Saturday, 26 March 2016

Planting for Abundance - filling the garden with seeds for the new season

A gorgeous day in the garden with the children and our Japanese WWOOFer. We explored polycultural gardening, companion planting, seed-raising, making homemade seed-raising mix, herb propagation and more.

We planted nicola potatoes and elephant garlic, snowpeas and multi-coloured carrots, strawberries and onions,  and many added more leafy greens - beetroot, lettuces, rainbow chard, rocket and a range of chinese greens.

We are in the midst of a planting blitz - each day we add more and more diversity, fill gaps, create new niches.

Into the no-dig garden, a handful of compost was poked into each new hole - seeds added - then watered in with comfrey tea.

I can't wait to see them all grow and fill the garden with a new season of abundance.

At one with the garden ...

Creating the potato patch

Making our own seed-raising mix

Getting the nicola seed potatoes and elephant garlic ready for planting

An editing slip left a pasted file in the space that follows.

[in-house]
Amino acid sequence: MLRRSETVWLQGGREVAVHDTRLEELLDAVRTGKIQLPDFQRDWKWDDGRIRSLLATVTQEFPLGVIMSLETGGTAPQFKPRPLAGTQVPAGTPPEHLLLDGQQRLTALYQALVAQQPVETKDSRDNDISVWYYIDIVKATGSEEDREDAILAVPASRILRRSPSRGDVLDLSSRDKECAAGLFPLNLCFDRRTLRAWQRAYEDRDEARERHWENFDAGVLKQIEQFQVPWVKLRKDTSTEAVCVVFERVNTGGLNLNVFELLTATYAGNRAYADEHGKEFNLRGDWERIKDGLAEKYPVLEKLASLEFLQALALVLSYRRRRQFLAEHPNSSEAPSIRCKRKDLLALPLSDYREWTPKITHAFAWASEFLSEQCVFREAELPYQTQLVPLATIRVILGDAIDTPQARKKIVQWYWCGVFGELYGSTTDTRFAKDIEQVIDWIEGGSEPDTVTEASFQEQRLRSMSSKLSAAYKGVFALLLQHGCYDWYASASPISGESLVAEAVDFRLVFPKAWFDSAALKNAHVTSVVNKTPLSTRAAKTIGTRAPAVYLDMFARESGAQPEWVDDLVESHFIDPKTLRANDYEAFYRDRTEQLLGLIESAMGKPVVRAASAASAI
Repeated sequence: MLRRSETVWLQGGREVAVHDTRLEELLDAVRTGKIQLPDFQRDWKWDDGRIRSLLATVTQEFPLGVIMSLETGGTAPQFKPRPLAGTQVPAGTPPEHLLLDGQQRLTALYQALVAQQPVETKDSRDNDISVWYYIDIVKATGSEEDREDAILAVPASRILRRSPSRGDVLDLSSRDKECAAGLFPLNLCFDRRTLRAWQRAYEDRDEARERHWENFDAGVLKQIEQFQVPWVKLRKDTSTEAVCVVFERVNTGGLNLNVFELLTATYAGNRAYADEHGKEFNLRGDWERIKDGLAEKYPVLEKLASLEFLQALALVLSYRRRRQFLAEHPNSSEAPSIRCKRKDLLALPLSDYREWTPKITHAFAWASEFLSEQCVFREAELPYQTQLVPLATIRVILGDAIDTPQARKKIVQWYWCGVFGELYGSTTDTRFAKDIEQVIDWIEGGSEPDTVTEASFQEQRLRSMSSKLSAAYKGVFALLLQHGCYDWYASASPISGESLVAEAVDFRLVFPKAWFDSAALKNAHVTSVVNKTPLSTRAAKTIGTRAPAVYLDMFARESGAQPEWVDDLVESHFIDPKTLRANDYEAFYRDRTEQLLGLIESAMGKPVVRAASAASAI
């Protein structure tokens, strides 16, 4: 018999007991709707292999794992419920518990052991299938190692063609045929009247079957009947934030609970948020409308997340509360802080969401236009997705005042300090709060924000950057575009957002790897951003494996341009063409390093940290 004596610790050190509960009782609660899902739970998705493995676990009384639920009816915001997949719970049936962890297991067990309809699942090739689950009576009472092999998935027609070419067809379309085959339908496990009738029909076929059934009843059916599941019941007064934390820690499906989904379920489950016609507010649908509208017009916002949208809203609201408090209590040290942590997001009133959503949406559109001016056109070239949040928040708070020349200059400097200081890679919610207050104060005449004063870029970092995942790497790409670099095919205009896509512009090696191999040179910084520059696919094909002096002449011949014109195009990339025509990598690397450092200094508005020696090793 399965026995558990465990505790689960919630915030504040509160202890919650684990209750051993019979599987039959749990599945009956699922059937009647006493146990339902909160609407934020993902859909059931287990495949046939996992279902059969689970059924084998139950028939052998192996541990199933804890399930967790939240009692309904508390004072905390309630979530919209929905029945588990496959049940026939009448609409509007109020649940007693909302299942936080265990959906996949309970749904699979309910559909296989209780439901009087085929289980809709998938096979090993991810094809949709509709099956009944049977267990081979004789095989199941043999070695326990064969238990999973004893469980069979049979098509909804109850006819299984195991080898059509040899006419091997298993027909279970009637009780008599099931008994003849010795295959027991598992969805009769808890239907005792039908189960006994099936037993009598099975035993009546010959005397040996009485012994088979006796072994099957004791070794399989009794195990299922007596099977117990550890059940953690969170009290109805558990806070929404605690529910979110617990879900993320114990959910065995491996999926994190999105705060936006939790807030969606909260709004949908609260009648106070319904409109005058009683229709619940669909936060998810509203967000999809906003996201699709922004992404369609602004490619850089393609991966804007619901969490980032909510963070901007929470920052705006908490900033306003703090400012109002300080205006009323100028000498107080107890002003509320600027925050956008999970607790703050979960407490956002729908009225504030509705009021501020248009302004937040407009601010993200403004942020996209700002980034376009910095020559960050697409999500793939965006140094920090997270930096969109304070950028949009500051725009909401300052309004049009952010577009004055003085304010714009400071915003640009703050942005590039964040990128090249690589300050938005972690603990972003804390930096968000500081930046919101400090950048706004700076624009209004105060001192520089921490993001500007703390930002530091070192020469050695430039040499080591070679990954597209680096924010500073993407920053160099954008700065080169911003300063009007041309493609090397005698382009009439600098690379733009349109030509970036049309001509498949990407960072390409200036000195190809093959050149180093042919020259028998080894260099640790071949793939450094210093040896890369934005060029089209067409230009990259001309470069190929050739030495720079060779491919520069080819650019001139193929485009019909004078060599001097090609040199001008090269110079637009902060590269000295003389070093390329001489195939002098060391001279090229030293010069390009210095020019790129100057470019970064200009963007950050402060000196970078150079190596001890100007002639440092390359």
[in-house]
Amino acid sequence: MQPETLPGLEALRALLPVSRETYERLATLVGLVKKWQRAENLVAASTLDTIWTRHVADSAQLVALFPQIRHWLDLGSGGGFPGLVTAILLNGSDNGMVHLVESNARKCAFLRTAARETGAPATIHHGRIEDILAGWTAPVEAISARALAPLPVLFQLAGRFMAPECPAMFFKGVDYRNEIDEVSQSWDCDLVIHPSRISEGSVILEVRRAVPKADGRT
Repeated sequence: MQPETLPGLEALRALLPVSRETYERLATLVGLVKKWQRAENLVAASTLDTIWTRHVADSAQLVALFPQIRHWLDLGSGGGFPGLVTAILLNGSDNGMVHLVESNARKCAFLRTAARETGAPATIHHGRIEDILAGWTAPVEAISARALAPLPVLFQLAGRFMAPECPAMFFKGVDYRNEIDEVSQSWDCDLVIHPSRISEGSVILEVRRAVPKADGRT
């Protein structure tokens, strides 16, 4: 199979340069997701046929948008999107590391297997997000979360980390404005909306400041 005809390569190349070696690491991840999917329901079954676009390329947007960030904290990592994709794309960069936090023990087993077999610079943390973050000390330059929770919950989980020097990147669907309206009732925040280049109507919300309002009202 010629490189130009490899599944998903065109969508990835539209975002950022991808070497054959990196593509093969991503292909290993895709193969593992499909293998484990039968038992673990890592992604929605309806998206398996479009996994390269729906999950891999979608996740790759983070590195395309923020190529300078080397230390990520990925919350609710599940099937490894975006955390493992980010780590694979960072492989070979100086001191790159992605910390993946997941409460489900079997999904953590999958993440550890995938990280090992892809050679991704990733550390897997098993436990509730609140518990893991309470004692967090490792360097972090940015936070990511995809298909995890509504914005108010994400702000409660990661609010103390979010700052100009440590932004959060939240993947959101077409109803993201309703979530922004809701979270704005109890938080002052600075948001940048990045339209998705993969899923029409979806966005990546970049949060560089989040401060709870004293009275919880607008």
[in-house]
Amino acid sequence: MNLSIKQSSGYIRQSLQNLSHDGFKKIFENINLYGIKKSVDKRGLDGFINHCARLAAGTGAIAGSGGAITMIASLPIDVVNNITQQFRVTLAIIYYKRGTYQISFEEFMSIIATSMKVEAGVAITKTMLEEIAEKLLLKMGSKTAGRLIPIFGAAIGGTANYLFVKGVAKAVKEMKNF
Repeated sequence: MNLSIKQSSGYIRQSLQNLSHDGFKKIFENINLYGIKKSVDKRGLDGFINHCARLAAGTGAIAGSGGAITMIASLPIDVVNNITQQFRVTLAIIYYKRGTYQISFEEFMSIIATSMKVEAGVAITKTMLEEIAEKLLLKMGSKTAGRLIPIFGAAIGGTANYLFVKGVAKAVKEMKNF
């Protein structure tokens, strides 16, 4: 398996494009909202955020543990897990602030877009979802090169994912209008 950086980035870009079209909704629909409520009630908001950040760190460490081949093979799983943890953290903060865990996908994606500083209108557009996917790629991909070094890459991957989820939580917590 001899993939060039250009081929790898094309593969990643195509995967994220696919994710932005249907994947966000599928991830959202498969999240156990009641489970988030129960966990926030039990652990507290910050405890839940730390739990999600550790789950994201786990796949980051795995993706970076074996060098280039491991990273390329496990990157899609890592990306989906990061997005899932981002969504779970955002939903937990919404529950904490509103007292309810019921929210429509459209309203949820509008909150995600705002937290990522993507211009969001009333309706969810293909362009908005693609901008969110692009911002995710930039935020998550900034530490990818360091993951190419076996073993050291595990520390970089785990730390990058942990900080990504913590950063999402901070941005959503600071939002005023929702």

Hugh can't wait for his multi-coloured carrots to be ready to eat! 


  1. lovely photos - good to see such positive actions happening.

    1. It is always lovely being out in the garden planting together - I love it when the kids get inspired and initiate projects like this.

  2. Thank you for a terrific Superfoods workshop today at Northey Street City Farm. I learned heaps about how to get the most out of plants I'm already growing, and what I need to plant to grow even more food in my small space. Loved the food we prepared under your guidance. Lots of interesting ways of adding superfoods to my diet. Happy Easter Morag. from Jean

    1. Thanks Jean. It was a delight to spend the day with you at the City Farm. Have a Happy Easter and I look forward to visiting you over at Beelarong Community Farm - I can't wait to see how much everything has grown since I was there last.

    2. Morag you are welcome at Beelarong any time but the action is on a Wednesday morning when up to 40 folk gather to work in the community garden and tend to their allotments. We stop for morning tea at 10am, always lively, where we all catch up with what is happening around the farm.

    3. Thanks Jean - hopefully I might be in town on a Wednesday and I can come over.